As far as buying school supplies, they get a list from their school or teacher.  We see what we have around the house that's on the list and what we don't have, we buy during one of our regular grocery trips.  We've been lucky to find gently used backpacks at garage sales too so we have a couple on hand to use throughout the year.  My daughter likes to change backpacks about halfway through the year (guess she gets bored of the same one), and my son usually rips through one so we need a spare.  Some goes with lunch boxes.

3.  Meet the Teacher Open House

Because of my son's autism, he has difficulty with crowds and new situations.  We request to meet his teacher one on one before school starts.  This helps him to feel more comfortable and he's able to ask questions he might be too shy to ask with others around.  Our schools also have an open house right before school starts for all the kids to meet their teachers.  We also attend that so we can see which friends will be in his class, but those events are still uncomfortable for him and he tends not to mingle. 

4.  Grocery shopping for school lunches and after school snacks

My kids get bored of having the same thing for lunch and snack everyday, so I like to buy a variety of food and snacks for them to choose from.  I need to make sure I have enough on hand to pack 10 lunches a week plus after school snacks.  I like to have extra since my 3 year old wants to eat what her older siblings eat.  Sometimes I'll even pack her a lunch since she see me packing the other kids' lunches and wants one.

5.  Set up a Homework Area

We typically use the dining room table or kitchen island.  Everyday before the kids come home from school I make sure it's clear and school supplies are nearby such as pencils and erasures.

And speaking of homework, I know it's not always fun.
Here are some tips from a previous post for turning Homework Struggles into Homework Success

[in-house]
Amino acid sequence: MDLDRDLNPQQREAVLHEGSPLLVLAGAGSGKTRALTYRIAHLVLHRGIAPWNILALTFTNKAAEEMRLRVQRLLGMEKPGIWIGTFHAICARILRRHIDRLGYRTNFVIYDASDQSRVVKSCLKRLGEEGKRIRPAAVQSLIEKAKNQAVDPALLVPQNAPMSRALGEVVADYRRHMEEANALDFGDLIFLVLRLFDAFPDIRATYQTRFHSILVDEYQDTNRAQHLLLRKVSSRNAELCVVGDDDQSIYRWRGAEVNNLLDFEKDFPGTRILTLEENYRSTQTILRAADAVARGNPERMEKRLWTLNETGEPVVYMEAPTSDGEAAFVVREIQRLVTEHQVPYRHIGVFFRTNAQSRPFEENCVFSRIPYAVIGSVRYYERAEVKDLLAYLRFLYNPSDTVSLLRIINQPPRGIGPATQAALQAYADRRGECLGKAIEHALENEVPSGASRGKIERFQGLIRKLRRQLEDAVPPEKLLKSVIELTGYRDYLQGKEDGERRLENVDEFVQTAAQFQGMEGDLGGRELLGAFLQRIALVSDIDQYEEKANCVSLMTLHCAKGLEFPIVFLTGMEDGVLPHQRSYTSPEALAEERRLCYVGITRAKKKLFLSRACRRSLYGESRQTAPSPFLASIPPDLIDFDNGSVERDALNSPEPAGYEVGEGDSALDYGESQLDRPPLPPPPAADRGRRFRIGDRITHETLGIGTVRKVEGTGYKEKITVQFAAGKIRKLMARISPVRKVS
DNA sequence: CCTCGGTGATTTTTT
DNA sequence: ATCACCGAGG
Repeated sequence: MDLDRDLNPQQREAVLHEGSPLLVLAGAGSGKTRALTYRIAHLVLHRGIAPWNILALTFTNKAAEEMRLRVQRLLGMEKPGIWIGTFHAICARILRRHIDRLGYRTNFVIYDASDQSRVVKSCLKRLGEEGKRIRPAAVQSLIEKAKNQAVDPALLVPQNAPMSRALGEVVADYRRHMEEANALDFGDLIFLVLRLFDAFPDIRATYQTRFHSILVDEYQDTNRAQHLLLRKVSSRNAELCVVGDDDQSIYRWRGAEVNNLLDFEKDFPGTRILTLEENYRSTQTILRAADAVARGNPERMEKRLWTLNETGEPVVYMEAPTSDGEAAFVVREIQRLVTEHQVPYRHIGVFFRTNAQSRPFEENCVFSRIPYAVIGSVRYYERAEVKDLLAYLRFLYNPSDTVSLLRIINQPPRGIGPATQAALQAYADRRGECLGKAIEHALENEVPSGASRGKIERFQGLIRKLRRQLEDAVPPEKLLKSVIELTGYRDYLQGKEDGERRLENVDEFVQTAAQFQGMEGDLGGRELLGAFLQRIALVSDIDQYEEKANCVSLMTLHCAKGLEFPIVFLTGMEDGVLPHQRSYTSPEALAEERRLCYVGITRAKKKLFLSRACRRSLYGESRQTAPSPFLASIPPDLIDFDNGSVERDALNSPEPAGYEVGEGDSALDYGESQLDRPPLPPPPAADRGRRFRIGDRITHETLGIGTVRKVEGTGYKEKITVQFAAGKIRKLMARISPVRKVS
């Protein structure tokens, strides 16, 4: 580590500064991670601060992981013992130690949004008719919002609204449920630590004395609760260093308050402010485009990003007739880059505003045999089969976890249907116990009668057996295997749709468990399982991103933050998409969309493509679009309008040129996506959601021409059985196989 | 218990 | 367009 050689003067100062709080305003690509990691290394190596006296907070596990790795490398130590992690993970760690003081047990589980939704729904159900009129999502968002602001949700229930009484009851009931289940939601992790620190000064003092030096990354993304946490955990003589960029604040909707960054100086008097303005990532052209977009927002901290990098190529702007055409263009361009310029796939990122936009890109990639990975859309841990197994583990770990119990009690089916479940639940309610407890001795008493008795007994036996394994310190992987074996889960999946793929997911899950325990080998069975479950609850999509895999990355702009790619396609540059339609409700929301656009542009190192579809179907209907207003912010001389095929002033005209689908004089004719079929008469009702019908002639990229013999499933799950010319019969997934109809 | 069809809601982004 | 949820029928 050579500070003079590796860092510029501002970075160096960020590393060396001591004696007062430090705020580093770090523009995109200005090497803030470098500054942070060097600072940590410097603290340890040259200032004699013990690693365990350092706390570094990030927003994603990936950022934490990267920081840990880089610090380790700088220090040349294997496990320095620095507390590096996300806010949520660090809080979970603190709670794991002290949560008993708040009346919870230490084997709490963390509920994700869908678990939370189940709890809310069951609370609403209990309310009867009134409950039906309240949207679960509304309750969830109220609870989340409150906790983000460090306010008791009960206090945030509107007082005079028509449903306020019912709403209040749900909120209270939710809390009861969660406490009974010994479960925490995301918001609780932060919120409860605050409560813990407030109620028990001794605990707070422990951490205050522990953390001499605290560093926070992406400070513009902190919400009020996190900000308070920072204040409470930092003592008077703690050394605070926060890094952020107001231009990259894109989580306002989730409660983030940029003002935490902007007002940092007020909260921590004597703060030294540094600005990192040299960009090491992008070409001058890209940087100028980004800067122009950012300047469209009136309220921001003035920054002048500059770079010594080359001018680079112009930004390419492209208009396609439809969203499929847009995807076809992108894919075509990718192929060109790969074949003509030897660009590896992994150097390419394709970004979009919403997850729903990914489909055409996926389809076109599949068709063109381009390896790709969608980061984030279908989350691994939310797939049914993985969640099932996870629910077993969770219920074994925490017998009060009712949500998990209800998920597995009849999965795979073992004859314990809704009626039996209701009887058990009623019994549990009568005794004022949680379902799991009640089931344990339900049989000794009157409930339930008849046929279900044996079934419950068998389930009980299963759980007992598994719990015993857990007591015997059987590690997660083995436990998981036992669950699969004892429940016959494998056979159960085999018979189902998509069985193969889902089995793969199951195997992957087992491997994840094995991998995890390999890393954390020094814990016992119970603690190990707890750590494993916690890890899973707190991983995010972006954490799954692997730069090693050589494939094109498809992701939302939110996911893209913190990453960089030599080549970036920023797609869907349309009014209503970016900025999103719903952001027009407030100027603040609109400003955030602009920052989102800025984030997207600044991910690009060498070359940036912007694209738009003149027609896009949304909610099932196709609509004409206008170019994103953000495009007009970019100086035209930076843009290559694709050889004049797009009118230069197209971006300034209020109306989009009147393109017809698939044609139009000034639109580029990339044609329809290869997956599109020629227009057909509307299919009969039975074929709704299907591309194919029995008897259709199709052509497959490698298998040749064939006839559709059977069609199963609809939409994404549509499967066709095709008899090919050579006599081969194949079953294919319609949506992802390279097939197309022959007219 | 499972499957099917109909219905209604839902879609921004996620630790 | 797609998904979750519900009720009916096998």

Turn Homework Struggles Into Homework Success

What kid really wants to do homework anyway?  By making the homework routine easier for our children, we are also making our life easier, and our homes more peaceful.

The most important thing is to get into a routine.  A routine of when, where and how you expect your kids to do their homework.

WHEN to do homework?  
What time to start, should there be a break before, and when to end?

- Some kids need a break between coming home from school and starting homework.  Decide what that break consists of.  Is it just a snack, or will they get to play with friends, or video games for 30 minutes before starting their homework?  Whatever it is, make sure your child knows what time homework starts.  Try to be consistent with this so they will get in the habit of sitting down to do their homework.

- Some kids have difficulty with transitions. This is true of many kids on the autism spectrum.  So getting some play time and then having to settle into homework mode might not work for these kids.  Try talking to them about their day when they come home, then have them eat a snack at the table while you set out their homework for them.  Then go right into homework.  Since they are already at the table to eat, they don't need to move to do homework (that is assuming your homework spot is at the table)

- Some kids have sat still all day long and need to expend some energy before sitting down to focus on homework.  Activities that involve their whole body such as running, jumping, playing catch or tag will be helpful to settle these children down.  Once all their 'wiggles' are out, they will have an easier time of concentrating on their homework.  We have an small trampoline we keep indoors for anytime the kids need to burn off extra energy.

-Along with setting a time to start homework, it might be helpful to set a time to end homework.  This is especially helpful if you have a child that day dreams or fools around instead of doing their work.  Let them know that they have 1 hour (or whatever time) to complete their work.  After that homework time is over and they get the grade they get.  Your child should learn responsibility for their work or lack there of.  Most teachers agree that homework should take 10 minutes per grade.  So my 5th grader's homework should take him 50 minutes.  If it takes longer it's usually because they are throwing a fit about doing it, or they don't understand the work.   If they don't understand the work, consult the teacher.  If they are avoiding the work (day dreaming, throwing temper tantrums, endless whining and complaining....) keep your sanity and just end the homework.  It's a horrible day for everyone if your child is throwing a fit about doing homework and you're hounding them to get it done.  It can go on for hours and hours.  Restore peace in the home by closing the books and saying you're done.  I even tell my kids that I'll write a note explaining to the teacher that they weren't able to get it done.  I've even had to put the ripped up homework in a baggie and send it back to school with a note saying how frustrated this assignment made my child.